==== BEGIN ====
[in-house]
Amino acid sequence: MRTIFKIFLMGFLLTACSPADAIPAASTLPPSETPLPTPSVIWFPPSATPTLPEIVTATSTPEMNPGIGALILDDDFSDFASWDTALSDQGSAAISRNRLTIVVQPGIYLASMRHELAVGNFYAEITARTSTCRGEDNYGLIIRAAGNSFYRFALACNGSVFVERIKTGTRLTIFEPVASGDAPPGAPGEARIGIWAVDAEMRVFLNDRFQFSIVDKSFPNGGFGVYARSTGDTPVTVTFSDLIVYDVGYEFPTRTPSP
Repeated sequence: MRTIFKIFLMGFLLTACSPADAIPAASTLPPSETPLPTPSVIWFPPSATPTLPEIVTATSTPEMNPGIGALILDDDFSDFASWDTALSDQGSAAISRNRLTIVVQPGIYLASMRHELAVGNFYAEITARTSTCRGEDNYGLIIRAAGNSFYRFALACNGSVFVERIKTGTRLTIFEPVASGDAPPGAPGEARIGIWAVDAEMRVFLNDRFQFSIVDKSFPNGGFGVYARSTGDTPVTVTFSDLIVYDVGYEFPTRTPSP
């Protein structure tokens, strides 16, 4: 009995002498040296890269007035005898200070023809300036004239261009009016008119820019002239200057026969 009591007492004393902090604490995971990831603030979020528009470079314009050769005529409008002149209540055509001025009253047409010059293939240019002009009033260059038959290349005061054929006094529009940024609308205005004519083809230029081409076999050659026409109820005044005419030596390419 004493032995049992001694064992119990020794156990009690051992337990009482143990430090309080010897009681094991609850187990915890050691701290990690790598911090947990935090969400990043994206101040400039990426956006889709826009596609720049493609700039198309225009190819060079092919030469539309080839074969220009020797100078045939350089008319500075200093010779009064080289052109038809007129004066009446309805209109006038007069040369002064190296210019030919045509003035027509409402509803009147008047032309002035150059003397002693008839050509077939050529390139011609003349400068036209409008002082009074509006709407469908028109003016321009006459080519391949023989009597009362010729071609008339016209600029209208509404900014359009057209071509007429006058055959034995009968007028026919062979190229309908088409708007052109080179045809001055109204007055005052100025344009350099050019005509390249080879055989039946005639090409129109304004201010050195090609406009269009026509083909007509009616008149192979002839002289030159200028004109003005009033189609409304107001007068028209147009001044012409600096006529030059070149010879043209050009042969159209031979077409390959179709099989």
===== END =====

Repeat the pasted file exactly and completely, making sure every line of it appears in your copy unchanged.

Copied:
[in-house]
Amino acid sequence: MRTIFKIFLMGFLLTACSPADAIPAASTLPPSETPLPTPSVIWFPPSATPTLPEIVTATSTPEMNPGIGALILDDDFSDFASWDTALSDQGSAAISRNRLTIVVQPGIYLASMRHELAVGNFYAEITARTSTCRGEDNYGLIIRAAGNSFYRFALACNGSVFVERIKTGTRLTIFEPVASGDAPPGAPGEARIGIWAVDAEMRVFLNDRFQFSIVDKSFPNGGFGVYARSTGDTPVTVTFSDLIVYDVGYEFPTRTPSP
Repeated sequence: MRTIFKIFLMGFLLTACSPADAIPAASTLPPSETPLPTPSVIWFPPSATPTLPEIVTATSTPEMNPGIGALILDDDFSDFASWDTALSDQGSAAISRNRLTIVVQPGIYLASMRHELAVGNFYAEITARTSTCRGEDNYGLIIRAAGNSFYRFALACNGSVFVERIKTGTRLTIFEPVASGDAPPGAPGEARIGIWAVDAEMRVFLNDRFQFSIVDKSFPNGGFGVYARSTGDTPVTVTFSDLIVYDVGYEFPTRTPSP
């Protein structure tokens, strides 16, 4: 009995002498040296890269007035005898200070023809300036004239261009009016008119820019002239200057026969 009591007492004393902090604490995971990831603030979020528009470079314009050769005529409008002149209540055509001025009253047409010059293939240019002009009033260059038959290349005061054929006094529009940024609308205005004519083809230029081409076999050659026409109820005044005419030596390419 004493032995049992001694064992119990020794156990009690051992337990009482143990430090309080010897009681094991609850187990915890050691701290990690790598911090947990935090969400990043994206101040400039990426956006889709826009596609720049493609700039198309225009190819060079092919030469539309080839074969220009020797100078045939350089008319500075200093010779009064080289052109038809007129004066009446309805209109006038007069040369002064190296210019030919045509003035027509409402509803009147008047032309002035150059003397002693008839050509077939050529390139011609003349400068036209409008002082009074509006709407469908028109003016321009006459080519391949023989009597009362010729071609008339016209600029209208509404900014359009057209071509007429006058055959034995009968007028026919062979190229309908088409708007052109080179045809001055109204007055005052100025344009350099050019005509390249080879055989039946005639090409129109304004201010050195090609406009269009026509083909007509009616008149192979002839002289030159200028004109003005009033189609409304107001007068028209147009001044012409600096006529030059070149010879043209050009042969159209031979077409390959179709099989």